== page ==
I arrived back in Buenos Aires late on Wednesday night. As the plane approached the city, the usual sodium twinkles that one sees over any city, looked a little bit different. It was hazy. On the ground, it was like the city was covered in mist. And there was a smell of something having been burnt. It was still there in the morning and seemed to get a bit worse yesterday afternoon and evening. If the bad English and terrible Spanish conversation I had with the guy in the hotel reception is to be believed, there’s been some sort of fires in Buenos Aires state (not sure if it was forest fires or crop fires; arson or not) and the wind has brought it over the city. As a smoker, one can’t really complain about there being smoke in the air, but it is slightly unpleasant and at times has made me feel a bit queasy. Still, it does help make the sunset quite pretty.
Considering I’d been feeling a bit flat and out-of-sorts the last time I was here, I’ve been determined to enjoy the city this time. That managed to last all of a few minutes though. I got in a cab at the airport to bring me to the hotel. As most advice dictates, I took a radio taxi. But, I guess, you never know when you’re gonna get ripped off or not. It could happen in London, but it’s more galling when it happens to you when you know that you’re being taken advantage of just because you decided to visit a foreign city. The driver looked quite mean, but on my travels so far, I’ve learnt that that means nothing really. Some of the best, nicest, most helpful cab drivers I’ve had have looked like escaped murderers, so I try not to take any notice of how they appear. I made one mistake, though: while I was looking for something in my bag, I failed to notice that he hadn’t turned the meter on. I really should have done that, especially considering I asked him how much it would be and his reply was “meter.” So I knew fairly soon that I would be getting stiffed. For the rest of the journey, I braced myself to be paying double what it should cost. (Last time I paid 85 pesos, approx. 17 euros.) When we stop in front of the hotel, he tells me it’s 190 pesos. Cheeky motherfucker. But it gets worse. I hand him a 100 peso note and two 50 peso notes. As I gather my stuff together, I’m also aware that he’s moved, done something. I soon found out what it was. He looked back at me and showed me two 50 notes and a ten peso note. The cunt had switched the hundred for a ten, and now, with no small amount of menace was demanding the the 80 that I still “owed” him. Needless to say, I coughed up, tried to accept that I’d been had, and decided not to give him a tip.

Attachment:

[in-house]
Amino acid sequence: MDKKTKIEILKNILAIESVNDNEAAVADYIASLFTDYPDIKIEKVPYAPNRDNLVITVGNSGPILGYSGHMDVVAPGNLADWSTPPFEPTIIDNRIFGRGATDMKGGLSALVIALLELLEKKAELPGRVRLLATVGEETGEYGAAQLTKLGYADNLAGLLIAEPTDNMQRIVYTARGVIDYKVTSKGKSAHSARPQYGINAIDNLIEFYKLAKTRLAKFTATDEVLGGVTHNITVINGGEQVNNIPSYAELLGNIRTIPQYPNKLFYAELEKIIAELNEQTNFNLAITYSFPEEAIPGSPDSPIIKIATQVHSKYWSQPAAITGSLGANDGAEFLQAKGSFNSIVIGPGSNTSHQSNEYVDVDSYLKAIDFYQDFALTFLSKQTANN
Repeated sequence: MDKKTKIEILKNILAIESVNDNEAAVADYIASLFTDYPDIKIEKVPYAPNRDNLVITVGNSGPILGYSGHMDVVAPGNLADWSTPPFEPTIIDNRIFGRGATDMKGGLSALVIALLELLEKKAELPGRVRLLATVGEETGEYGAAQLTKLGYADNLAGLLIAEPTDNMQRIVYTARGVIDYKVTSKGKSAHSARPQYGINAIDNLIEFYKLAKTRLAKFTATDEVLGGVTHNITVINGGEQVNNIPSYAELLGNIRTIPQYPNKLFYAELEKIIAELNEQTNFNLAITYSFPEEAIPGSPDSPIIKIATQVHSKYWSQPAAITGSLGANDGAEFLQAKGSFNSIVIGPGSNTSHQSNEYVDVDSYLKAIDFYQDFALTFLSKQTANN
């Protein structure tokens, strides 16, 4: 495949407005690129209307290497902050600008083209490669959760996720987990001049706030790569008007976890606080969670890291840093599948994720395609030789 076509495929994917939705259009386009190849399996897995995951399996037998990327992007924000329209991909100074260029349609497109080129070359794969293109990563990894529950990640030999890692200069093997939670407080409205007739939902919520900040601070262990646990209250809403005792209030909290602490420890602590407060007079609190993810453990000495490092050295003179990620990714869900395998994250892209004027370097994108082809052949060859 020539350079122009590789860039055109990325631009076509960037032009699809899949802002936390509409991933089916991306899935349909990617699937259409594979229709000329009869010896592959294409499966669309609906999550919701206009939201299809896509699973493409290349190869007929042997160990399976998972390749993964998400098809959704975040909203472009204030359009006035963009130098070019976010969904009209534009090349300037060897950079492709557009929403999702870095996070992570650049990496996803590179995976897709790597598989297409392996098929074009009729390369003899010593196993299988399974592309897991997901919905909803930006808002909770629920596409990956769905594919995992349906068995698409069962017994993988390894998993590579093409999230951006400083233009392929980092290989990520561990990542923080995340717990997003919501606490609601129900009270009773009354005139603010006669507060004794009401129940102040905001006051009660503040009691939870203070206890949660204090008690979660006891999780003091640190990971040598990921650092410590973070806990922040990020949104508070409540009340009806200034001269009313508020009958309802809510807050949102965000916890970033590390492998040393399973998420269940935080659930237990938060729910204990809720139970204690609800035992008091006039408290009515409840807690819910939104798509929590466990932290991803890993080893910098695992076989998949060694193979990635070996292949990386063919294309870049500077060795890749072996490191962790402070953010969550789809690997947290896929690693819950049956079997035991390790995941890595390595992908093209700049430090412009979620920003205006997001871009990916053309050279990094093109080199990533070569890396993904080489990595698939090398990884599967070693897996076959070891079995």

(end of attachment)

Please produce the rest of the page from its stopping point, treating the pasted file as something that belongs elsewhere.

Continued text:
Still, I wasn’t as calm as I’d hoped I would be; that post-Santo Daime calmness seems to have drifted away now, anyway. It put me in a bad mood. And at the moment, my emotional state is a bit touch-and-go anyway, so very slight things like this do make it easier to slip back into feeling blue. Which lasted for most of the morning and early afternoon. I went to a museum, Museo Xul Solar, which was an interesting building full of art that was so not my cup of tea; had a nice salad with bacon and blue cheese, and set off on a bit of a hike to find a cinema. As I cross one of the big avenues, I notice a guy crossing in the other direction. As he passes me, I slow down, turn my head, and find my mouth saying, “John!?”
“Wh-wha-what the fuck?”
I reversed my course, walked to the pavement and was stood there talking to a friend from London who I’ve not seen for over seven years. And, quite frankly, if there was anything at that point in my day that I could’ve done with, it was seeing a friendly face. We sat in a park for the afternoon, had a few beers in the evening. And just as that was coming to an end, a man and woman walked by and it was Brendan and Mel, the couple I’d had a beer with in San Salvador airport back in February. They were on their way somewhere, but we exchanged pleasantries and made plans to make plans to meet up after the weekend. And then I got a taxi back, and the driver was thoroughly pleasant, and smiled at me heartily when he saw I’d given him a tip. Things even out, don’t they?
But, anyway, rewinding a bit. After visiting the glacier on Tuesday, I had a day to kill in El Calafate before my late flight. I’d spoken to a lovely Czech couple on the hostel on Tuesday evening who’d had to do exactly the same thing: do something for a whole day in a town with not much to do. They told me about a small ecological reserve called Laguna Nimez, on the edge of the town next to Lago Argentino. So I went for a saunter. There was no-one in the cabin at the entrance and the gate was chained shut. But I could see something pink in the distance. [Insert whimper-y noise here.] They were flamingos. So close, but behind a locked gate. A guy came out of a half-built house nearby and shouted at me. His hand gesture lead me to believe that I could just jump the gate, it was okay. Woo. Thirty seconds later, he came back out, and shouted lots of Spanish that made me realise I should walk the other way. It was quite swampy where I did walk, so probably a good job he told me. It was quite lovely there. A few geese here and there, and a group of about ten or so flamingos just over the way. It was wonderful to see the occasional fella flying in to join his mates at the edge of the lagoon. I was soon joined by a dog on my walk. She came out of nowhere and tagged along. Now and then she’d put on a little display for me by running towards some geese so I could see then flying, but mostly, she just tagged along. She ate some cow shit, though, which I assume was to show me that she was a maverick. I jumped over the gate, she slipped through a gap in the fence, and we left the reserve and did what we both wanted to do more than anything: play with a stick on the dusty, empty road.